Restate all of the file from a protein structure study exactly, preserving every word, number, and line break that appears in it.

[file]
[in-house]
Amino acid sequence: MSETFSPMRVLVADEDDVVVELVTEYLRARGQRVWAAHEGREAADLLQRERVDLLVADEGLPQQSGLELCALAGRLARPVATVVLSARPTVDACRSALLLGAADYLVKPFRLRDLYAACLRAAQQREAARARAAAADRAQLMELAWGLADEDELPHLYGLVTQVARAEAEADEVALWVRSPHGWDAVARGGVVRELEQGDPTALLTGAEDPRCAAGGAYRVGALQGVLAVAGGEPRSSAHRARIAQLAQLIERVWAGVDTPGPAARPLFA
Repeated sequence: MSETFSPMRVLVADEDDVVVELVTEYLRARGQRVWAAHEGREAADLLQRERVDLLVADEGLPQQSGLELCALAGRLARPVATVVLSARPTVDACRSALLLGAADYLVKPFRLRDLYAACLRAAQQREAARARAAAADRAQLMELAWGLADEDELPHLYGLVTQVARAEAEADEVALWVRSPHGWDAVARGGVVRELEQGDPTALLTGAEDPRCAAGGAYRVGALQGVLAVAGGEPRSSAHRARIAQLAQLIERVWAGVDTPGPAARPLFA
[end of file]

[in-house]
Amino acid sequence: MSETFSPMRVLVADEDDVVVELVTEYLRARGQRVWAAHEGREAADLLQRERVDLLVADEGLPQQSGLELCALAGRLARPVATVVLSARPTVDACRSALLLGAADYLVKPFRLRDLYAACLRAAQQREAARARAAAADRAQLMELAWGLADEDELPHLYGLVTQVARAEAEADEVALWVRSPHGWDAVARGGVVRELEQGDPTALLTGAEDPRCAAGGAYRVGALQGVLAVAGGEPRSSAHRARIAQLAQLIERVWAGVDTPGPAARPLFA
Repeated sequence: MSETFSPMRVLVADEDDVVVELVTEYLRARGQRVWAAHEGREAADLLQRERVDLLVADEGLPQQSGLELCALAGRLARPVATVVLSARPTVDACRSALLLGAADYLVKPFRLRDLYAACLRAAQQREAARARAAAADRAQLMELAWGLADEDELPHLYGLVTQVARAEAEADEVALWVRSPHGWDAVARGGVVRELEQGDPTALLTGAEDPRCAAGGAYRVGALQGVLAVAGGEPRSSAHRARIAQLAQLIERVWAGVDTPGPAARPLFA